Delving into parent sport engagement

With South Australian families concerned about inappropriate conduct at junior sport events, new research will tackle the reasons behind poor parental behaviour and unreasonable pressures placed on children to win, as part of a project exploring wider parent engagement in youth sport.

Supported by the Office for Recreation, Sport and Racing, researchers will for the first time help establish protocols which improve how community sport clubs engage parents to optimise positive behaviour and maximise involvement in their children’s activities.

The community study will include extensive focus groups, individual interviews and field observations, as well as immersion in community sport settings.

Project Lead Dr Sam Elliott, from the Centre for Sport, Health, Activity, Performance and Exercise Research (SHAPE) at Flinders University says the aim of the project is to explore how organised youth sports engage parents across the their journey, to develop protocols for enhancing engagement practices, while assessing the feasibility of current protocols with key stakeholders.

“Parents can represent a risk to youth sport by exerting pressure on children to win, holding unrealistic expectations, engaging in conflicting behaviour with coaches and verbally abusing other child participants.”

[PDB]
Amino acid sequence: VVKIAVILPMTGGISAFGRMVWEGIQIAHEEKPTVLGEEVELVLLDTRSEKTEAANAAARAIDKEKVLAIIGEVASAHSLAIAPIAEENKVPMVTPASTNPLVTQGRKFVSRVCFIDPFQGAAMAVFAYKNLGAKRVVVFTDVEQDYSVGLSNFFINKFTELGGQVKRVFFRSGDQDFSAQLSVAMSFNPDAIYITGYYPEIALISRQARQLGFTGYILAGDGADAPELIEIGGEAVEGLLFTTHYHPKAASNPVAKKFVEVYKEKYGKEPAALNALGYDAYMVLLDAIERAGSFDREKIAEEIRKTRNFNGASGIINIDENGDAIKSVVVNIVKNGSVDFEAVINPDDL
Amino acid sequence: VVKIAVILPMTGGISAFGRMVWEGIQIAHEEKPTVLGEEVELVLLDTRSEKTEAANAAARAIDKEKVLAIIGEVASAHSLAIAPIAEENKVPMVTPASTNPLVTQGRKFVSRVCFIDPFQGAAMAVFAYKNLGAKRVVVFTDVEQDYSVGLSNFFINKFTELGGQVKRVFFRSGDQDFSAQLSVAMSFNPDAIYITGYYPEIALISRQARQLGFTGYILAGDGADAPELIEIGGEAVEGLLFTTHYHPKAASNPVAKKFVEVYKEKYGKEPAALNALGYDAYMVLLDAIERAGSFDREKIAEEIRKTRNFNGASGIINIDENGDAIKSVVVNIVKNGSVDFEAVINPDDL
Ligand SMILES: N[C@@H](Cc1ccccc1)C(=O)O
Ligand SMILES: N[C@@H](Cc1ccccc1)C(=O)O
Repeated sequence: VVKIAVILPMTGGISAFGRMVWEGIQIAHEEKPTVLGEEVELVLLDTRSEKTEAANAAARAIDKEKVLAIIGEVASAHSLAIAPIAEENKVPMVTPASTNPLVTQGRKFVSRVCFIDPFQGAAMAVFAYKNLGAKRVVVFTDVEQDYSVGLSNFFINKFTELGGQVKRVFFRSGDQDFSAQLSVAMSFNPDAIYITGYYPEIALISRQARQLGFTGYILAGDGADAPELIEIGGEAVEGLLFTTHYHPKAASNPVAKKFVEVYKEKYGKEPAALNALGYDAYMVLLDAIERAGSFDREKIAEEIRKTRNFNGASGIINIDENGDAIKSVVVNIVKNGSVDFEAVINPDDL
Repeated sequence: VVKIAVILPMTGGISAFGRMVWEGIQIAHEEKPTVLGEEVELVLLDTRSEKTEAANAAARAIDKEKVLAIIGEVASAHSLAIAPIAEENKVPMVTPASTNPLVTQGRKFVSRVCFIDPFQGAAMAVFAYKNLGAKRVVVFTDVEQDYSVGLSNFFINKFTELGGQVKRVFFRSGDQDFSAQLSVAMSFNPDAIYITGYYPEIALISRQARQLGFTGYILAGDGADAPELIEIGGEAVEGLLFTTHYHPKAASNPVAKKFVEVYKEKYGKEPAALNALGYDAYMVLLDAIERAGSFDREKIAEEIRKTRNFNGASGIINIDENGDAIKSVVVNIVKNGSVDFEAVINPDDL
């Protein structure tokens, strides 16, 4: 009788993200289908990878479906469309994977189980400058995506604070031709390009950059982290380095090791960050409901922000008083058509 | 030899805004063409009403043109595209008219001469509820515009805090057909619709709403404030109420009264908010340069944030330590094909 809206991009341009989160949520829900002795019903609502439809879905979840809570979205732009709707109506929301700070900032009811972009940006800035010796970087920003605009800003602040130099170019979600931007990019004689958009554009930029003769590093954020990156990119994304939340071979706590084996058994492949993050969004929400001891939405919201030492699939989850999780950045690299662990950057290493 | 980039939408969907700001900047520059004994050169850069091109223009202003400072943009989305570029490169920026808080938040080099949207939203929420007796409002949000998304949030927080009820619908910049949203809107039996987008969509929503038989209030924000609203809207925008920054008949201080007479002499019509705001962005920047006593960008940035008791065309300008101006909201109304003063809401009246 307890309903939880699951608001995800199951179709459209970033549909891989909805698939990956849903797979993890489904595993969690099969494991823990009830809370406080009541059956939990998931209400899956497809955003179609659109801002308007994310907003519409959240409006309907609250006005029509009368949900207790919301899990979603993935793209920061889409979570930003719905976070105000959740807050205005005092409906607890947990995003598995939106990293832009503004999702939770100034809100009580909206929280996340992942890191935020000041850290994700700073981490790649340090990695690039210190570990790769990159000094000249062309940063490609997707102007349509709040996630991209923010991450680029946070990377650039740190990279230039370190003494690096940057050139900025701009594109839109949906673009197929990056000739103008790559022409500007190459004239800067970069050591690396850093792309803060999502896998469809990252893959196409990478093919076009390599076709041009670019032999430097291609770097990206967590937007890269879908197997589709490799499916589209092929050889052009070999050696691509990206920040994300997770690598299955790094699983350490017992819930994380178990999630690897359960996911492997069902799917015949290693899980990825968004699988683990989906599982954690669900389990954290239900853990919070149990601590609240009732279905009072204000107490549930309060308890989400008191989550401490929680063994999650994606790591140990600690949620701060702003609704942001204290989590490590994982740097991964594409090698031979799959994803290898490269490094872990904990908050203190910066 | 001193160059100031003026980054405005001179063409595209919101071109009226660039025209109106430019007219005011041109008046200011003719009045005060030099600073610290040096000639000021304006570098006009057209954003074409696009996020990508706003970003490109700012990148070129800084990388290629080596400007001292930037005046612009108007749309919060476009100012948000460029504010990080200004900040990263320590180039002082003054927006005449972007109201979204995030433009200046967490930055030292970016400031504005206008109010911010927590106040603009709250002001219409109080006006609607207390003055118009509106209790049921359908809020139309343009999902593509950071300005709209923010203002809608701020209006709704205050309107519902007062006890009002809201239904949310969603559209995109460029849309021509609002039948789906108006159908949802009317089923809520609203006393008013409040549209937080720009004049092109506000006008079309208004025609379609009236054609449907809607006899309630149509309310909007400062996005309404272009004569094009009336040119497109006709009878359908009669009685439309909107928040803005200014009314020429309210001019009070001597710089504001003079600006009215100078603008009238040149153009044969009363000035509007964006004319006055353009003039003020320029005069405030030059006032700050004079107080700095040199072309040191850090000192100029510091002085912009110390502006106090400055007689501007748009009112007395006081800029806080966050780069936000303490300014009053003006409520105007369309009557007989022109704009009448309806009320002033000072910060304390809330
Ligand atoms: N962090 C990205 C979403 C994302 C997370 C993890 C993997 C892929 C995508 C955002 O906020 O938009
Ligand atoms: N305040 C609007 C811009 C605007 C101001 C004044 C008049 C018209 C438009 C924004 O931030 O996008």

“This will be the first international study of its kind and will generate knowledge for improving parental involvement in youth sport and will help develop policy understandings of youth sport and parenting.”

“The research will place Australia at the forefront of practice in maximising participation through enhancing the quality of parental involvement.”

Dr Sam Elliott previously found that well meaning parents were putting their children under too much pressure.

The outcomes of this research aim to:

  • Influence the way in which clubs and coaches initiate and maintain communications with parents and volunteers in youth sport.
  • Provide evidence for the importance of enhancing parental involvement in improving health-related outcomes associated with long-term sports participation.
  • Provide legitimate evidence of track record with industry for future ARC linkage projects designed to improve youth sport outcomes.

Minister for Recreation, Sport and Racing Corey Wingard says it’s important to look into why this type of behaviour is occurring and come up with appropriate ways to address it.

“Sadly there is a minority in our community that are tarnishing children’s sport with bad behaviour and irresponsible actions on the sidelines.

“I look forward to seeing the outcome of this important study supported by the Office for Recreation, Sport and Racing.

“We should be doing everything we can to encourage participation in sport and creating a safe environment in which our kids can be active.”

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College of Education, Psychology and Social Work Research